On 20 Jul 2017 at 11:17am Atheist wrote:
Has anyone withdrawn their child from RE lessons at Priory?
On 20 Jul 2017 at 11:24am Deja Vu wrote:
RE covers a lot more than religion, "Religious education provokes challenging questions about the ultimate meaning and purpose of life, beliefs about God, the self and the nature of reality, issues of right and wrong and what it means to be human.".
I wouldn't withdraw my children from a lesson due to my own personal beliefs, I believe it teaches children a bad lesson, the fact is you do have to do things you might not want to do if you want to get on in life, the sooner children accept this the easier life becomes.
On 20 Jul 2017 at 11:36am Feline wrote:
Be led by your child. Do they want to be withdrawn? My parents were both atheists but didn't force anything on me, just told me their view. I even went to Sunday School. When I was in the second year of grammar school I decided that Christianity was a load of twaddle and asked to be withdrawn from RE and from morning assembly which was a Christian service. I had no problems and it was a long time ago!
On 20 Jul 2017 at 12:13pm Plebian wrote:
Is it still called RE? I would like to see a history of religion and philosophy course that would explore how the ideas and beliefs different societies espouse came to be. I imagine many would find the subject fascinating as it relates to history and psychology.
On 20 Jul 2017 at 1:14pm leveller wrote:
Teaching kids to talk to an imaginary friend. Whatever next.
On 20 Jul 2017 at 2:36pm Only Me wrote:
My son is still in primary school, but this year in RE he learnt about the story of Buddha, the Old Testament, marriage ceremonies of various religions, personal morals & where we learn them.
I'm very happy to see such a broad curriculum that teaches children about a range of religions & moral issues.
On 20 Jul 2017 at 8:44pm Parent wrote:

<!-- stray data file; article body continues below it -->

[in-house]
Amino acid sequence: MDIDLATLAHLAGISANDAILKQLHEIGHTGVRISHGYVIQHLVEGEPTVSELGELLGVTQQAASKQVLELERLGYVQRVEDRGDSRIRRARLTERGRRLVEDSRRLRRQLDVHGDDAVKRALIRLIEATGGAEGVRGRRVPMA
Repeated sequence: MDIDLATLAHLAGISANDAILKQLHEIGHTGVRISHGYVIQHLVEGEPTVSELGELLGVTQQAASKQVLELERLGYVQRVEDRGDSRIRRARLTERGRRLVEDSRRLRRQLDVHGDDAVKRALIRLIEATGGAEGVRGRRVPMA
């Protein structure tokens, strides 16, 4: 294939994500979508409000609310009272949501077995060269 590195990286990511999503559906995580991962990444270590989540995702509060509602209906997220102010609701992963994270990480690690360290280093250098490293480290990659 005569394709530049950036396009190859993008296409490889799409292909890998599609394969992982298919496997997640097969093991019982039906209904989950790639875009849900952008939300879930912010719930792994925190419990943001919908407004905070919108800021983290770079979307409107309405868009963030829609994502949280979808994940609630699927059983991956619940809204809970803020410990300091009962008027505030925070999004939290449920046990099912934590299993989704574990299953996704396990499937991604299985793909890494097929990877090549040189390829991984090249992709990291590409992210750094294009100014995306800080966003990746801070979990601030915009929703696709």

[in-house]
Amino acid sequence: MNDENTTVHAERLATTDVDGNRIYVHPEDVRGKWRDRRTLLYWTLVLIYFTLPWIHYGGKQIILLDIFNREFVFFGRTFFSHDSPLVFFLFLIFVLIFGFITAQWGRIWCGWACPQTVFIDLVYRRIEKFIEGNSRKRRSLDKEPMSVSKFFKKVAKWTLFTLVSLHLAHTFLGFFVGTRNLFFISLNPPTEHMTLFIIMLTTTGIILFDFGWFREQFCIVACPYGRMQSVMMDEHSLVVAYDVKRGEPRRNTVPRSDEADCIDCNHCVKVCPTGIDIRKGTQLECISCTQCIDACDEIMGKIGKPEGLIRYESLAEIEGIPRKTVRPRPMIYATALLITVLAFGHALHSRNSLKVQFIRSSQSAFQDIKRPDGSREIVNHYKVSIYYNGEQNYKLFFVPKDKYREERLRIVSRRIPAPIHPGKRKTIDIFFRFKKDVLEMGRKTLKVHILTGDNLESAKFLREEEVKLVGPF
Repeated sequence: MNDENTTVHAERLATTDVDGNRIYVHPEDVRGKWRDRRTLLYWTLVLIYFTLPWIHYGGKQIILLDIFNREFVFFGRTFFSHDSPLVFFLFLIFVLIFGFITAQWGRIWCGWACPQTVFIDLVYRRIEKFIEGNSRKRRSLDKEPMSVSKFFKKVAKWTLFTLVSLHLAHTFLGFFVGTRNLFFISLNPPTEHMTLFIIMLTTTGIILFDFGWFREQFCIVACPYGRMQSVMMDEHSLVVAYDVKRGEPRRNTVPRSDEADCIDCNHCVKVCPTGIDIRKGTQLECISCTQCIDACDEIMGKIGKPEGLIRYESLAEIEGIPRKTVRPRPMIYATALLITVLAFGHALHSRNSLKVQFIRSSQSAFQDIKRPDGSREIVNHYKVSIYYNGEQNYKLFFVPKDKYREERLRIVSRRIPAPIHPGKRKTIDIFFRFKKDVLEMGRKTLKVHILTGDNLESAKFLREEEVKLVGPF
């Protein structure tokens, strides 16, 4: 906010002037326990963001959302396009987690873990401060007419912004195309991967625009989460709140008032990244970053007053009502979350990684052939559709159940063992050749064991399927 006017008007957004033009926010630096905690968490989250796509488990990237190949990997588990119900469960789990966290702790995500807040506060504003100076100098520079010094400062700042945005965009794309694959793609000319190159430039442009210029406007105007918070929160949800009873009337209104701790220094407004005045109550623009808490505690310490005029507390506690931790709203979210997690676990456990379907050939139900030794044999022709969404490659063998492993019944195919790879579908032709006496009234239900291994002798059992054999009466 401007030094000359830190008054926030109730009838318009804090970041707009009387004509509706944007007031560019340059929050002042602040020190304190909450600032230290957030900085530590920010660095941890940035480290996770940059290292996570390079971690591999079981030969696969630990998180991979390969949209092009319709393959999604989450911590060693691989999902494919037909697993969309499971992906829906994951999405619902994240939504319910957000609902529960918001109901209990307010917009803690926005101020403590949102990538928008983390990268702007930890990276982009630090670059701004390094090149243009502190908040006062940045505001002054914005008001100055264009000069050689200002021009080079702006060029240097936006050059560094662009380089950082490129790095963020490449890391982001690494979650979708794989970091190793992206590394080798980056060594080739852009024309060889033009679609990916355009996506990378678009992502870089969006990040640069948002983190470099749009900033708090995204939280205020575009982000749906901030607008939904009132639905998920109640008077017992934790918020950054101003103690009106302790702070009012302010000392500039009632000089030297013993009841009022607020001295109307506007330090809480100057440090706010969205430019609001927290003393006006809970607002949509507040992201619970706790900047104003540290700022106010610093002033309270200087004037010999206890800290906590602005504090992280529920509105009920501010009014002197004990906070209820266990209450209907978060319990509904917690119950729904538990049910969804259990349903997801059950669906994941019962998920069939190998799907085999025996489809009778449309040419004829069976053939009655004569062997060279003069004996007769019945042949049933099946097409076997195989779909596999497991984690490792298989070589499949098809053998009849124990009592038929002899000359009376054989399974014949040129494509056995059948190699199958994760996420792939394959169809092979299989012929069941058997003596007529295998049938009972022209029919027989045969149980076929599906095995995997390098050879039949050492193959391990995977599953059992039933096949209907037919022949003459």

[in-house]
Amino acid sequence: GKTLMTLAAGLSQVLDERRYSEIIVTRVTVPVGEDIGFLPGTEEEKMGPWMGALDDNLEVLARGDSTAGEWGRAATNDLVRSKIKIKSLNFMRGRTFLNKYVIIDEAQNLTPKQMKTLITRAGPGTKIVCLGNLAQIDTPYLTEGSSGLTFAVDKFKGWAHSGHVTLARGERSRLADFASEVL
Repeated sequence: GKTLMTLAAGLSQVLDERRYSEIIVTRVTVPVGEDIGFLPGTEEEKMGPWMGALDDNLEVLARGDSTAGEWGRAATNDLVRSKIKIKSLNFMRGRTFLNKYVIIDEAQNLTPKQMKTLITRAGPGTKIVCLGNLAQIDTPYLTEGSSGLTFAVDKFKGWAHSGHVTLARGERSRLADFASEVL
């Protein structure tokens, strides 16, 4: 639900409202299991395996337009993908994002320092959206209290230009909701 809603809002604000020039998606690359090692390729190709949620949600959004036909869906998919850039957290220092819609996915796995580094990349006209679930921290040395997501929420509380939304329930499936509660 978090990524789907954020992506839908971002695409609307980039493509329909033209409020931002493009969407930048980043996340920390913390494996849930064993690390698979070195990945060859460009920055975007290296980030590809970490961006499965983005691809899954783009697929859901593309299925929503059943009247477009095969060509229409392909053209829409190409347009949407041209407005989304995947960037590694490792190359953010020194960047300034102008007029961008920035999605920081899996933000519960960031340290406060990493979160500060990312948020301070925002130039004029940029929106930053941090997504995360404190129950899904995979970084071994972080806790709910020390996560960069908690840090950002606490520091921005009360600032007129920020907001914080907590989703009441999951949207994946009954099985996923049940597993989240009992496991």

I don't understand why anybody would want to withdraw their child from RE in a state school. They teach the kids what people from certain religions believe - they don't try to convince them that it's all true.
I find religious teaching in primary schools much more concerning and religious interference in state schools needs to end. They teach it as fact rather than belief to young, impressionable kids. Six primary schools in the town and four of them are tied to the church.
On 20 Jul 2017 at 10:19pm Atheist 2 wrote:
I'm currently dating a very religious person and have been a long to a few of their 'lessons'. What always shocks me is the narrow mindedness and lack of knowledge of others beliefs from the people in the church. All you'll do by removing them from this is enable their narrow-mindedness which will lead to bigotism
On 21 Jul 2017 at 7:51am leveller wrote:
Schools should be secular, religion should be taught at home.
On 21 Jul 2017 at 9:11am E wrote:
I left Priory 8 years ago and there was definitely a strong pro-Christian, anti-abortion stance in R.E back then, with 2 Christian teachers. It wasn't until I went to college that I even realised there were any pro-choice arguments, which I find really alarming nowadays. Remember being shown a foetus being cut up in the womb when I was 14 years old.
On 23 Jul 2017 at 9:32am pearliegirliestar wrote:
They teach you about several wars, it doesn't mean your child will pick up and go off and become a soldier, they teach about chemistry it doesn't mean you child will become a chemist etc etc etc . It's all about a well rounded education.
On 23 Jul 2017 at 10:40am leveller wrote:
Religion has no place in schools.
On 24 Jul 2017 at 10:41am Atheist 2 wrote:
Religion does have a place in school as it is embedded in our culture.The issue is how it is taught. Religion is taught as fact to impressionable young minds instead of being taught as a belief. Kids need to be taught a balanced argument and be able to decide for themselves rather then parents/teachers shoving their own personal view down their throats.